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Alex McCrindle, who was born on 3rd August 1911 in Glasgow, started work at the age of 10 years, delivering milk. At 15, he left school and got a job in a timer merchants' office. He started his acting career playing heroes in plays put on by the Boys Brigade. Later, after moving to Glasgow and getting a job as a manager of a hardware firm, he joined the Glasgow Clarion Players. A pioneer Scottish theatre group with strong links to the Communist Party, this was a predecessor of Glasgow Unity and Glasgow Citizens.
McCrindle went to WEA lectures on drama at Glasgow University and had become so engaged in theatrical matters that he had to choose to give up his hardware career. He was lucky to be able to become an indentured apprentice at Queen Theatre in London, at the north end of Kew Bridge. He finished up as an electrician but became immersed in the world of theatre and actors along the way.
He eventually became a formable actor himself. In the period 1937-9, he appeared in a dozen plays on the first broadcasts of television, including `Juneo and the Paycock', before the medium was closed down for the duration of the war, sometimes being credited as Alex McCringle or Alex McGrindle, as well as in his own name. he was also in the cast of the classic Hitchcock film, `The 39 steps', although he was more proud of his nationwide tour of `Six men of Dorset', about the Tolpuddle Martyrs, in 1937
McCrindle began a history of the actors' union, Equity, but was unable to finish it due to being called up for the Royal Navy during the Second World War. He produced the first ever play performed on board a RN ship during war, `Androcles and the Lion', transmitted over the Tannoy!
He starred in the British BBC radio show `Dick Barton Special Agent' from 1946-51, which ran for 700 episodes and had 15 million listeners. Alex played the role of Jock Anderson one of Dick Barton's key henchmen and was widely loved for the role and enormously popular in it. In 1947, he was producer of the TV programme `Larry the Lamb'.
Although he also branched out very successfully into scriptwriting, McCrindle was effectively blacklisted because of his Communist and Equity activities for much of the important years of his career, especially from the late 1940s to the end of the 1950s. In the 1950s, he appeared - often uncredited to escape the blacklist - in a string of small budget movies as a character actor. But, in the main, blacklisting resulted in him devoting more time to building up Equity and securing improved pay and conditions for Actors, to meet this objective he was sent by his union to found Scottish Equity, which only had 15 members before he began his work. He worked at this full-time for the next seven years, leaving the union in a flouring position north of the border. In this period, he only worked in British television and then only twice during the early 1960s.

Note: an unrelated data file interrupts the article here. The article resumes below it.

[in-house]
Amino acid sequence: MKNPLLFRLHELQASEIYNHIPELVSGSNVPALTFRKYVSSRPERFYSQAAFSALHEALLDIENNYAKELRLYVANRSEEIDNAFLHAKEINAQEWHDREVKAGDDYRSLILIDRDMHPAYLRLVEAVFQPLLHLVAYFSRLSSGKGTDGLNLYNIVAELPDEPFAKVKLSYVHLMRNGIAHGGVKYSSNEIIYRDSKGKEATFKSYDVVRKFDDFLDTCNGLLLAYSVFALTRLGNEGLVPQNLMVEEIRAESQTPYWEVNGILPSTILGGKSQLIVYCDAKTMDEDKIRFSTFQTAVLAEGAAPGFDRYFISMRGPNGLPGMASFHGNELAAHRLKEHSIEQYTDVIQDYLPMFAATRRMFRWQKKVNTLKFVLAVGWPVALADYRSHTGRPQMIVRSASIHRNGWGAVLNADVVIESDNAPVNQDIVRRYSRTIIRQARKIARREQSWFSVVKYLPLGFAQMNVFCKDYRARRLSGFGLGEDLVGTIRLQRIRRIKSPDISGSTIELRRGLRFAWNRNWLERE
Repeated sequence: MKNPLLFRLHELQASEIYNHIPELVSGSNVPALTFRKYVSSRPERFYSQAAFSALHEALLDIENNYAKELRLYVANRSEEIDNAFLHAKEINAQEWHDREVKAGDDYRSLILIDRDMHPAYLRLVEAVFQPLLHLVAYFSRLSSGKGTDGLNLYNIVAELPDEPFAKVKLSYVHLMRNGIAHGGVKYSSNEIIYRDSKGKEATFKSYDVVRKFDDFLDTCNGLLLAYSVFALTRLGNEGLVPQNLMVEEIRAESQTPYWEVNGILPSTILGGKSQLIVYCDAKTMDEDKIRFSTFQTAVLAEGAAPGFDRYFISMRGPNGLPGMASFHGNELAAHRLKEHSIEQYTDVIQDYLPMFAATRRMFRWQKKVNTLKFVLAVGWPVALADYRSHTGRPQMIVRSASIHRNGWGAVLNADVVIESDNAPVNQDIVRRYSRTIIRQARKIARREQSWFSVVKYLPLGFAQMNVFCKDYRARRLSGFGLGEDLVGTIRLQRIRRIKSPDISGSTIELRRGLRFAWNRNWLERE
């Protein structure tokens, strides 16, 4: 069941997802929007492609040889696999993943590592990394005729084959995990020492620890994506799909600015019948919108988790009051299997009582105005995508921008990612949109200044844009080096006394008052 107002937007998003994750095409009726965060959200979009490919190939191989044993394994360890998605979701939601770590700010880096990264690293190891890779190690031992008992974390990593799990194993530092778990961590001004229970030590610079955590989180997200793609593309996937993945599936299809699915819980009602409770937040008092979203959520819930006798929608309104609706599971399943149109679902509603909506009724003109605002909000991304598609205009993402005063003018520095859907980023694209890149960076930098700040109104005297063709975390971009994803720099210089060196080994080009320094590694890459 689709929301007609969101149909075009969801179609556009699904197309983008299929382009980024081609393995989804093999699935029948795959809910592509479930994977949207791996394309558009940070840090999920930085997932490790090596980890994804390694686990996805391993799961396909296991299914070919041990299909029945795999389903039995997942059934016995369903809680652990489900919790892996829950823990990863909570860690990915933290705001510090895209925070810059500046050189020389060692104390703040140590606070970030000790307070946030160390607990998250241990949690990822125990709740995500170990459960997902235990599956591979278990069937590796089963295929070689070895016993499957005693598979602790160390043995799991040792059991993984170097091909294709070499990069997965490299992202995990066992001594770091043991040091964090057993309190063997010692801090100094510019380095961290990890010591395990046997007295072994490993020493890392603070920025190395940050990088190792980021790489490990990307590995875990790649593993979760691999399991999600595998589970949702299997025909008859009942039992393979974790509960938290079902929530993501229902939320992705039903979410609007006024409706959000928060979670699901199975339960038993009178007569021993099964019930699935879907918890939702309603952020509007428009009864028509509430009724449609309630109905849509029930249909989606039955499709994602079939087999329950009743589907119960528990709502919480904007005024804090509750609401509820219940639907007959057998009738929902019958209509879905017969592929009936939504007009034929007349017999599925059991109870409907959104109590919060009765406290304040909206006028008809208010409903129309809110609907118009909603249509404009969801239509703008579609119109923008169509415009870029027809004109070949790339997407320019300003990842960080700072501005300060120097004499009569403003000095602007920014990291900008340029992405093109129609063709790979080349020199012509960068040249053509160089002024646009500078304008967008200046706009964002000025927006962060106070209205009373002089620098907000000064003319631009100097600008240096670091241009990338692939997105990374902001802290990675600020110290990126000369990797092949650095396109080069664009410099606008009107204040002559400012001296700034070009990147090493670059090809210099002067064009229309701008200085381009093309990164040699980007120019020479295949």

In the later stage of his career, he began to secure significant parts in films and TV programmes from `The Saint' in 1965, and then through many other projects, with increasingly more significant parts, to `All Creatures Great and Small' and `Taggart' and then, in the 1977 first `Star Wars' movie in which he played a rebel general.
George Lucas, short of capital, offered the actors on the movie "points" in lieu of salary. Big stars such as Alec Guinness, could afford to indulge in some capitalist speculation and take "points" and, in the event, the film proved to be the best move Guinness ever made financially. "Hollywood thought Darth Vader was a tough nut," one luvvie has recalled, "but they hadn't met Alex."! He campaigned through Equity for bonuses for all actors in Star Wars, among them R2-D2 (who was played, or operated inside, by Birmingham-born Kenny Baker), who also took a working wage and contributed to the success of Star Wars.
Alex had a great love of Scottish poetry and regularly read it aloud to audiences. He produced and read his own selection of 37 poems by William Soutar (Glasgow, Scotsoun, 1989) and raised money for Brownsbank Cottage.
He was married twice, the first was Sandy, the second wife, Honor Arundel, the Communist children's author and Daily Worker film critic. (See entry for Honor Arundel.) The home of McCrindle and Arundel in the fifties was always a hub of Party activity and organisation, as the writer Doris Lessing notes in her autobiography. Alex became close friends with Paul Strand, the famous photographer, and was a major asset to Strand in his `Tir a Mhurain' photography project. He went onto become Strand's agent in Scotland, negotiating with Compton Mackenzie and visiting the School of Scottish Studies in order to help set up the project.
In the 1980s, with US screenings no longer debarred to him, he appeared in dozens of major roles on television mini-series, including "Reilly: The Ace of Spies" and in film such as `Eye of the Needle'. As late as 1987 he played the role of a jailer in `Comrades', the film about the Tolpuddle Martyrs.
Alex McCrindle's obituary in the Times was headlined "Communist stalwart" and stated that he remained committed to an "unrelenting Marxism which lost nothing of its purity and uncompromising severity". His daughter Jean also became involved in politics and an award for drama was named after him. Alex McCrindle died on April 20, 1990 in Edinburgh.
Sources: Morning Star 18th August 1986; The Times 28 April 1990; Michael Walker